Scholars study the world’s first printed Quran from the M. Gorky Scientific Library of St Petersburg University
The second edition of the world’s first printed Quran, kept in the Rare Books and Manuscripts Department of the M Gorky Scientific Library of St Petersburg University, will be the subject of a study by the Centre for Islamic Studies at St Petersburg University. The collaboration agreement was signed by Marina Karpova, Director of the M Gorky Scientific Library of St Petersburg University, and Damir Mukhetdinov, Head of the Centre for Islamic Studies at St Petersburg University.
Machumetis Saracenorum principis, eiusque successorum vitae, doctrina, ac ipse Alcoran (‘The life and teachings of Muhammad, ruler of the Saracens, and of his successors, and the Quran itself), compiled by the Zurich theologian Theodore Bibliander, was first published in Latin in 1543. The second edition appeared in 1550. The Machumetis Saracenorum principis was based on the earliest translation of the Quran into Medieval Latin — Lex Mahumet pseudoprophete (‘Law of Muhammad the false prophet’). This translation was commissioned by Abbot Peter the Venerable and produced by the English scholar and priest Robert of Ketton in the Spanish city of Toledo around 1143. Until the 18th century, European translations of the Quran merely re-translated Robert of Ketton’s Latin version into their own language, rather than translating the Quran directly from Arabic. This, in turn, influenced the translations of the Book of the Muslims into modern European languages, including Russian.
Other copies of The Life and Teachings of Muhammad are now kept in major libraries around the world, such as: the Newberry Library (Chicago, the USA); the Bavarian State Library (Munich, Germany); and Lyon Public Library (Lyon, France).
Professor Damir Mukhetdinov, Doctor of Theology, has studied in detail Latin translations of the Quran. He noted that the surge of interest in Islam in the 12th century was due to the increasing contacts between Western Christians and the Islamic world. ‘First and foremost, it was the Crusades and the Reconquista that allowed Christians to “re-conquer” the Moorish territory in the south of the Iberian Peninsula in the 11th—12th centuries. Consequently, Christians reclaimed such important cultural, economic and political centres as Toledo and Lisbon. After the Reconquista, European Christians gained access to the richest collections of Arab sources,’ Damir Mukhetdinov noted. ‘Thence, Toledo became one of the main intellectual centres of Europe of the time and the crossroads of Jewish, Christian and Muslim spiritual traditions.’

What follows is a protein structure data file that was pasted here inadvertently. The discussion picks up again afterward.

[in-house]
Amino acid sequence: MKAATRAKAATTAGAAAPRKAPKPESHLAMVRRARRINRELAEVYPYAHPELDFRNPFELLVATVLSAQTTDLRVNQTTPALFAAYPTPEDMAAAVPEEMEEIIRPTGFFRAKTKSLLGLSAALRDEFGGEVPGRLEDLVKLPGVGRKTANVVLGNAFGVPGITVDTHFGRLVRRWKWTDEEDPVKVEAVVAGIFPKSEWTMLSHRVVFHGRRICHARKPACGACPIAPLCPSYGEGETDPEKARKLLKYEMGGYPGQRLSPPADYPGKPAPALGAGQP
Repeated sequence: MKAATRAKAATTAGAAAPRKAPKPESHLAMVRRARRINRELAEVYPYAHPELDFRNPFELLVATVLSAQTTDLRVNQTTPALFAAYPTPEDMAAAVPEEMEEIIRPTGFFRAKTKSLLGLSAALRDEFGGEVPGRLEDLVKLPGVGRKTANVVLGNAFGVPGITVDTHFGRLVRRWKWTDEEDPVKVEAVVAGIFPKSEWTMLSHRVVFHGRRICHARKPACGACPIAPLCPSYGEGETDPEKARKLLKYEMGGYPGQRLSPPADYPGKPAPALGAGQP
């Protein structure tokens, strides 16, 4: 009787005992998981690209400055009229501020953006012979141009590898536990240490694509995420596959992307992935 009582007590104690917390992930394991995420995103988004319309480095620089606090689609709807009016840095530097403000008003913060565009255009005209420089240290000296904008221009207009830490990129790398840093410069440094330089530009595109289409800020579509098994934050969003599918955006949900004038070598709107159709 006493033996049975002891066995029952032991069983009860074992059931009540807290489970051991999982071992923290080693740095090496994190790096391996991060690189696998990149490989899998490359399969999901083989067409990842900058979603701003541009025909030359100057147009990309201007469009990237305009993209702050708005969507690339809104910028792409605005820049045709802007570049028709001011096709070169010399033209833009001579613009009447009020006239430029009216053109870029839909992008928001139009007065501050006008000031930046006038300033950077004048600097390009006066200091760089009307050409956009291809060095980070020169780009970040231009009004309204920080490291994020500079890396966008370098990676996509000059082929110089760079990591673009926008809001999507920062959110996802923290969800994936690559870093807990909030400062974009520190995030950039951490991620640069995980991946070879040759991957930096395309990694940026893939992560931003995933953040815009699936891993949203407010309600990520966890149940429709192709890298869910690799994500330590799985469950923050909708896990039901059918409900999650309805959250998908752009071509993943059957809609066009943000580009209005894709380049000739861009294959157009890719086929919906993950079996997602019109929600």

It is noteworthy that the translation made by the Catholic Robert of Ketton was revised for publication by the Protestant theologian, orientalist and publisher Theodore Bibliander. The preface to the printed edition of the Machumetis Saracenorum principis, a copy of which is now kept in St Petersburg University, is attributed to Martin Luther, the seminal figure of the Protestant Reformation, who must have been involved in the publication.
We need to make an objective assessment of Luther’s preface to the Machumetis Saracenorum principis, for Martin Luther is the founder of the second largest Christian denomination. It is from his perspective that current and past Protestants view the Islam.
Professor Damir Mukhetdinov, Doctor of Theology, Head of the Centre for Islamic Studies at St Petersburg University
‘We want to translate this part of the publication because it will help to shed light on the essential nature of the first printed Quran. It has been in the Library for a long time; yet, in fact, it remains understudied, largely fallen under the radar of theological institutions. For imams, theologians, and Quran scholars, it is still terra incognita,’ Professor Mukhetdinov said.
Theodore Bibliander’s compilation is discovered to be a self-contradictory, problematic text. In the 16th century, Western knowledge of Islam was very inconsistent and yet to be developed into a coherent tradition. New information was simply placed alongside other materials, sometimes substantiating older materials, sometimes directly contradicting them. Such ambiguities indicate that in the history of Muslim-Christian relations, the 16th century was a period of transition. Evidently, there is room for further research. Professor Mukhetdinov added that the Rare Books and Manuscripts Department of the M. Gorky Scientific Library of St Petersburg University holds a large number of books of great interest to Islamic scholars.
The Centre for Islamic Studies at St Petersburg University is involved in the publication of the book series ‘The Quran in Russia’, initiated by the Medina publishing house. The project aims to acquaint the general public with the most important copies of the holy book of Islam. They were brought to Russia in different historical eras and became an integral part of its cultural and spiritual heritage. The series opened with the first Russian translation of the Quran — ‘Alkoran o Magomete, ili Zakon turetskiy’ — a translation from French of André Du Ryer’s ‘L’Alcoran de Mahomet’. The translation was commissioned by Peter the Great and published in St Petersburg in 1716. Also, Medina Publishing has already released a reprint edition of the first full Arabic text of the Quran, published in Russia at the behest of Catherine the Great in 1787. The calligraphic font for the publication was designed by the calligrapher and expert on the Quran Mullah Usman Ismail. The edition contains explanatory notes about the different interpretations of the Quranic text. Currently, both original editions are kept in the Russian National Library, a partner in the project.
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